Lesson

Normally, when an expression has a multiplication and an addition or subtraction, for example 5+8\times 9, we evaluate the multiplication first. The exception is when the addition or subtraction is in brackets, for example, \left(5+8\right)\times 9.

We can work the area out as follows:

\displaystyle \left(5+8\right)\times 9 | \displaystyle = | \displaystyle 13\times 9 | Evaluate the addition in the brackets first |

\displaystyle = | \displaystyle 117 \text{ cm}^2 | Evaluate the multiplication |

However, we can see that the rectangle is made up of two smaller rectangles, one with area 5\times 9 \text{ cm}^2 and the other with area 8\times 9 \text{ cm}^2. So we can also work out the total area like this.

\displaystyle 5\times 9+8\times 9 | \displaystyle = | \displaystyle 45+72 | Evaluate the multiplications |

\displaystyle = | \displaystyle 117 \text{ cm}^2 | Evaluate the addition |

So \left(5+8\right)\times 9=5\times 9+8\times 9. This can be extended to any other numbers.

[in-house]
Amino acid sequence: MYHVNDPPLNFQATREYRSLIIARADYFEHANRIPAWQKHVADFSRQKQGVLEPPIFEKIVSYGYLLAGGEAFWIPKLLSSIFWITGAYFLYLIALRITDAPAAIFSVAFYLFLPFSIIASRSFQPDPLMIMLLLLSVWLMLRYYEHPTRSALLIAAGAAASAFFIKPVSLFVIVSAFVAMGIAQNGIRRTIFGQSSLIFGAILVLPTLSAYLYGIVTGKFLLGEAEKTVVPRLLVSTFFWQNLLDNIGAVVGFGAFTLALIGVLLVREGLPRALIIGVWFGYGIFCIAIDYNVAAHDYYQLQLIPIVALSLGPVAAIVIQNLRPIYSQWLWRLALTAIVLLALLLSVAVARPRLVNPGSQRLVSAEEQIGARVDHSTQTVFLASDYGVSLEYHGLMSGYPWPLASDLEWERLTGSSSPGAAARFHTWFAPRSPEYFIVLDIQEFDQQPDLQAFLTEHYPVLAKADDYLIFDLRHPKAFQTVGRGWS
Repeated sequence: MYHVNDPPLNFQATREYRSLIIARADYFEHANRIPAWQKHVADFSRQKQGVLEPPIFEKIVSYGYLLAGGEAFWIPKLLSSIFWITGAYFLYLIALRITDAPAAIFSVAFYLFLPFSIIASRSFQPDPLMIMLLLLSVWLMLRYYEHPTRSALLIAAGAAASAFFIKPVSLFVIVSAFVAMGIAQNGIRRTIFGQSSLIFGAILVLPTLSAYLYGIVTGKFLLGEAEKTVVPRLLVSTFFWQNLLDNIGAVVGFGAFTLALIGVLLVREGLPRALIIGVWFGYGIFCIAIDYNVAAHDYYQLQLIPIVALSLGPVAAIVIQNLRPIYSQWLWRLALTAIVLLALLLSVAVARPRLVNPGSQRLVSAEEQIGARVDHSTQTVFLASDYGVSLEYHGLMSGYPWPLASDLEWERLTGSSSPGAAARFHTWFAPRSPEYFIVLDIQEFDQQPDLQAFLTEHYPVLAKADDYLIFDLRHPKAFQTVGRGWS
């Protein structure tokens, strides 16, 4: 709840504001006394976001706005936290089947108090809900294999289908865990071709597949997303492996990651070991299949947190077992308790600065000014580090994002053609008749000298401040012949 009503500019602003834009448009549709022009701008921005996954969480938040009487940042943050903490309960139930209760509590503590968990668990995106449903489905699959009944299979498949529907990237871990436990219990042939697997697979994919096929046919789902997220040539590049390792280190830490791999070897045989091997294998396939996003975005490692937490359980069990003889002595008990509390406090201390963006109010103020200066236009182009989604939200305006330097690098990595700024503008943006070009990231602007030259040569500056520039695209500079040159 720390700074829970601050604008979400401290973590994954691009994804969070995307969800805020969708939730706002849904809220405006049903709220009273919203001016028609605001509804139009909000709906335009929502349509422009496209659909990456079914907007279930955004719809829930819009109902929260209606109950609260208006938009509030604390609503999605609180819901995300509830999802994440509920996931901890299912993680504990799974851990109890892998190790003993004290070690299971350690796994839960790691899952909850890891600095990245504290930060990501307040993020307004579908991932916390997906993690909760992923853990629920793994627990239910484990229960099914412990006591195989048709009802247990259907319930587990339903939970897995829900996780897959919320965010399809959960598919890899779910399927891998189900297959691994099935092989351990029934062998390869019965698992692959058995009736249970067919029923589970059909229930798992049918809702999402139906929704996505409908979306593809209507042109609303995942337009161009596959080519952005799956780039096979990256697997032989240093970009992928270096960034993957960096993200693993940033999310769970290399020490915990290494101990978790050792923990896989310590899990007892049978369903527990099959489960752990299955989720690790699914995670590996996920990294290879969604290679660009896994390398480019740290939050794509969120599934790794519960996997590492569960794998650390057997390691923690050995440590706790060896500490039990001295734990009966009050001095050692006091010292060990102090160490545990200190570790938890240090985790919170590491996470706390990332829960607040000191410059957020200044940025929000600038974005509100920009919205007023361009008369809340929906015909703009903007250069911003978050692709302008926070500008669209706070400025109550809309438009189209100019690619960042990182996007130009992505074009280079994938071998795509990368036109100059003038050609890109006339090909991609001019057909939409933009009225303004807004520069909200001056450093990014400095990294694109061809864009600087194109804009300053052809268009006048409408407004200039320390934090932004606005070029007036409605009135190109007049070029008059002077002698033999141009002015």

If A, B, and C are any numbers then A\left(B+C\right)=AB+AC. This is known as the **distributive law**.

The distributive law is particularly useful for algebraic expressions where we can't evaluate the expression in the brackets.

The following applet explores the distributive law using algebra tiles.

The total number of +x tiles corresponds to the coefficient of the variable and the number of +1 tiles corresponds to the constant after multiplication.

Expand the expression 9\left(5+w\right).

Worked Solution

Expand the expression -9\left(n-2\right).

Worked Solution

Idea summary

**Expand** means to write an algebraic expression without brackets.

We can use the **distributive law** to expand an algebraic expression brackets like so:A\left(B+C\right)=AB+AC

and if the second term in the brackets is negative:A\left(B-C\right)=AB-AC

where A,B and C are any numbers.

operates with positive-integer and zero indices of numerical bases